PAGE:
By Matthew Healey, New York Correspondent
Vaccari, based near Modena, Italy, offered Italian and worldwide stamps and postal history on Nov. 12. A forerunner cover from the tiny republic of San Marino was one of the standout items.
During the unification of Italy, San Marino was allowed to keep its long-standing independence in return for having aided many prominent individuals in the fight for unity, including Garibaldi himself. Today it is considered the world’s oldest independent state.
An 1863 cover mailed from San Marino to the town of Faenza, in the nearby province of Ravenna, was franked with two of the Sardinian stamps then current in the new Kingdom of Italy, a 5- and 10-centesimi with embossed portraits of Victor Emmanuel II (Scott 10, 11).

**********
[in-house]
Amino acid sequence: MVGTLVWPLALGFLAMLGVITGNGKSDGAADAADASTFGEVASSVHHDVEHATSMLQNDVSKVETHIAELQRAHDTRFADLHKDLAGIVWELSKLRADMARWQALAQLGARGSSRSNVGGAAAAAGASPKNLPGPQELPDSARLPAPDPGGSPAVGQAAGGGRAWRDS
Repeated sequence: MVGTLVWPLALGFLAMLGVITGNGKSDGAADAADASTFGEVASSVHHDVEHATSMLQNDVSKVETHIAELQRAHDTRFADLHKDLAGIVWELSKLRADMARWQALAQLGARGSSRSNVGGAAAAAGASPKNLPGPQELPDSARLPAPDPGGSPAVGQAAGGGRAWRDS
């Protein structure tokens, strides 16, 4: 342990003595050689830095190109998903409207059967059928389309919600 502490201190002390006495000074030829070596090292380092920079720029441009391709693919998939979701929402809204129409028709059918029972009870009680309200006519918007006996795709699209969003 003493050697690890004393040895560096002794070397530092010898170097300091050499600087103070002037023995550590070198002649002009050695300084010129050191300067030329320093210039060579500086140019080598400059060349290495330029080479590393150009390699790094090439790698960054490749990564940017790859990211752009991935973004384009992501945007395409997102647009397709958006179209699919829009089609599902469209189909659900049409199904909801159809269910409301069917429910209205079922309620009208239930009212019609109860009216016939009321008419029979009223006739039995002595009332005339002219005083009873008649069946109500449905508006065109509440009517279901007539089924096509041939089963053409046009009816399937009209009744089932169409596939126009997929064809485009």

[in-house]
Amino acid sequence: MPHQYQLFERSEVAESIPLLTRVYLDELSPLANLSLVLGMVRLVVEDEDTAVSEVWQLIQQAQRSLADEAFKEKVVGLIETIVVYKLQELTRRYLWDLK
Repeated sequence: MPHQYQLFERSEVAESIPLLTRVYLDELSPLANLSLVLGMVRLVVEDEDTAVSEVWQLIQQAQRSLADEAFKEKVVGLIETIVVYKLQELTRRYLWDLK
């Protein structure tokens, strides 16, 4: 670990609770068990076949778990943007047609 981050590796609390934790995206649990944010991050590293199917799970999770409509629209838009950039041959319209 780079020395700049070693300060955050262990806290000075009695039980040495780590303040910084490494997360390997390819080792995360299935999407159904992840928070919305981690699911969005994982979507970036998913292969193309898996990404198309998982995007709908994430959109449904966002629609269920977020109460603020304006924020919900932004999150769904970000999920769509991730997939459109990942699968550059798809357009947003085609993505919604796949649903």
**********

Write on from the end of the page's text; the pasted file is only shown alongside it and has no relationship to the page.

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The stamps were canceled first with a boxed rectangular postmark reading “S. Marino” and then with a circular datestamp in Rimini on Sept. 10, 1863. Bidding on the neat little cover began at €6,500 and ended at €16,000, or $17,000. Vaccari does not charge a buyer’s fee.
San Marino, which has remained free since its founding as a monastic community in A.D. 301, did not issue its own first stamps until 1877. During the 20th century, its hundreds of colorful, topical stamps would turn out to be one of the country’s primary exports.